In 1946, computer pioneer Grace Hopper was busy working as a programmer on one of the world’s early supercomputers: Harvard’s Mark II back when each computer was the size of an entire room. Hopper was running an application she had coded, but kept running into errors. She checked the code and everything seemed correct, so she decided to check the machine. There she found, lodged in one of the relays, a bug ? a moth to be exact. This is said to be the first recorded instance of a “computer bug.” Ever since, we have used the term to describe an error, fault or failure in a computer program that makes it behave in unexpected ways. There is some controversy surrounding the origin of the term on whether it was Hopper or her fellow engineers who recorded the instance. Regardless, it is a great story, and seems perfectly logical given the size and complexity of machines at the time, not to mention it gives us a little insight into the jovial working environment these programmers had during the 1940s. “Computer bug” is just one of many computer terms we readily throw around these days, but where did the terms originate? More importantly, how do they affect us in the legal field?
Ethics, Client Data and the Mobile Age
It is our ethical duty to protect our clients’ data. However, this becomes increasing difficult in this modern ago of mobile devices, cloud computing, hacking and the unrelenting pace of change. That doesn’t make it any less critical. One of the biggest buzzwords floating around these days is “cloud computing.” What is it? How does it work? Where is “the cloud”? Who has access to the cloud? It’s actually much simpler than you think. When engineers were initially diagramming the first computer networks, they had to draw the physical connections between computers. When it came time to diagram a connection that utilized the Internet, they ran into a snag. An IT consultancy team known as The Final Step write a very informative blog about their services, a few of their recent reports suggest Cloud computing is the most effective way for businesses to collaborate on projects as well as have easy access to relevant files. But there are many other reasons supporting it too!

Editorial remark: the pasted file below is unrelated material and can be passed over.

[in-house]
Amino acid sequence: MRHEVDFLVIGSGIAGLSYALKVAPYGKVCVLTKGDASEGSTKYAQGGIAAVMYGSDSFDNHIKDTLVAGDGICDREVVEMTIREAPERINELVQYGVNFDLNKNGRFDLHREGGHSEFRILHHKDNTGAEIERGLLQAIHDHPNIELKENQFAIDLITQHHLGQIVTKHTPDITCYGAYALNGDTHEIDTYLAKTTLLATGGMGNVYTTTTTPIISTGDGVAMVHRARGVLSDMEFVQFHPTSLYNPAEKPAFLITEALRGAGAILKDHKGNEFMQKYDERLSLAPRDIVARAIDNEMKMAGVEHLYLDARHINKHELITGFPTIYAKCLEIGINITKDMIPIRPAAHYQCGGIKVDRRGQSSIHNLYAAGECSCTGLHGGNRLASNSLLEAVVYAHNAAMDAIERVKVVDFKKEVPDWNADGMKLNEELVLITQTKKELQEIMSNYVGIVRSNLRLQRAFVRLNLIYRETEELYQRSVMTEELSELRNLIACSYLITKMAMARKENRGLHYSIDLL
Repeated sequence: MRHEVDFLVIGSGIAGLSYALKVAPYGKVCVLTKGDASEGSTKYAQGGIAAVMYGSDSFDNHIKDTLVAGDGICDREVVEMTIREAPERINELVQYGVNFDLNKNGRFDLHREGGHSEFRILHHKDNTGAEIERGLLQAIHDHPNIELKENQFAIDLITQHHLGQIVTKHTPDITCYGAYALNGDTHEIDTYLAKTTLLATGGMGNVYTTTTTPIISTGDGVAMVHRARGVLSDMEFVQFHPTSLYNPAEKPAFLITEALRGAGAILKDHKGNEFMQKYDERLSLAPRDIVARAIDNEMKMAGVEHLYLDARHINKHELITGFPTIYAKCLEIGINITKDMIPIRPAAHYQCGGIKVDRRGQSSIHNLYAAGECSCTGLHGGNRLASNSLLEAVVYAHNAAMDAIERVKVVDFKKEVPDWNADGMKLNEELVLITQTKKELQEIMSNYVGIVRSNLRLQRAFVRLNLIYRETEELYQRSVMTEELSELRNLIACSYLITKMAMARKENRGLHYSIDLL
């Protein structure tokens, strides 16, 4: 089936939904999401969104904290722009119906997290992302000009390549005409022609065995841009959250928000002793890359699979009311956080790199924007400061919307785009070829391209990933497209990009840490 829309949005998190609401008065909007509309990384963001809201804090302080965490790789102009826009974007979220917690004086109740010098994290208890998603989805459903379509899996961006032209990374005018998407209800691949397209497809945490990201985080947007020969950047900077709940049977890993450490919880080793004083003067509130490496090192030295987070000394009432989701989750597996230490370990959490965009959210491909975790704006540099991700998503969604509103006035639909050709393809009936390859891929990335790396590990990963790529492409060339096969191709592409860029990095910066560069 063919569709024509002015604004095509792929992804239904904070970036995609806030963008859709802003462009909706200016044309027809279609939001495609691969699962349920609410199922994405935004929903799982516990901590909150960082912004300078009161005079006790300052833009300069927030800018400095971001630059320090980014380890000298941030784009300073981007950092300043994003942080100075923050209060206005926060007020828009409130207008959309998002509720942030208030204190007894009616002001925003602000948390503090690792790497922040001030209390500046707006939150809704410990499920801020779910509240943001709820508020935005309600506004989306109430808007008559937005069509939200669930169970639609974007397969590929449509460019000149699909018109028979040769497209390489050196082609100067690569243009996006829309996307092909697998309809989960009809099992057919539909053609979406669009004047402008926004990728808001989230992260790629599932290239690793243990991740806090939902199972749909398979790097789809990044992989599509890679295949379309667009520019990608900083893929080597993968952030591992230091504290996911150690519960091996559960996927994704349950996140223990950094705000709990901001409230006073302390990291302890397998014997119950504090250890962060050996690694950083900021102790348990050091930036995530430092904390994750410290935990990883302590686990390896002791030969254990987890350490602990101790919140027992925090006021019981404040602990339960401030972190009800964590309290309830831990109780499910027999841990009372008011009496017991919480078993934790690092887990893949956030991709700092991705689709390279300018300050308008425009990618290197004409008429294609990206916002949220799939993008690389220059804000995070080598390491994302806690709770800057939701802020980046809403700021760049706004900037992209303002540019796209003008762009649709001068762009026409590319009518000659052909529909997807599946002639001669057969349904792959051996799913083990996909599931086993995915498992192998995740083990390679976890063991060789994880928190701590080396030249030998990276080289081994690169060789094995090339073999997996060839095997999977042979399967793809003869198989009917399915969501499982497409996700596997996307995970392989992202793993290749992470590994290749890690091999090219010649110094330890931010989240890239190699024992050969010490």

What shape is the Internet? Most would draw a blob or cloud shape and write “Internet” inside it. Because the shape resembled a cloud, the term cloud computing started to gain traction. “Cloud computing” simply refers to any connection that utilizes the Internet ? more specifically, the practice of using a network of remote servers hosted on the Internet to store, manage and process data, rather than a local server or a personal computer. For instance, when you watch Netflix, you are streaming a video file that is stored on another computer somewhere. You are utilizing an Internet connection to access those video files. When you check your Gmail account, those messages are stored on a remote server and are being accessed using an Internet connection, which is exactly why you can get to them from multiple devices including your smartphone or tablet.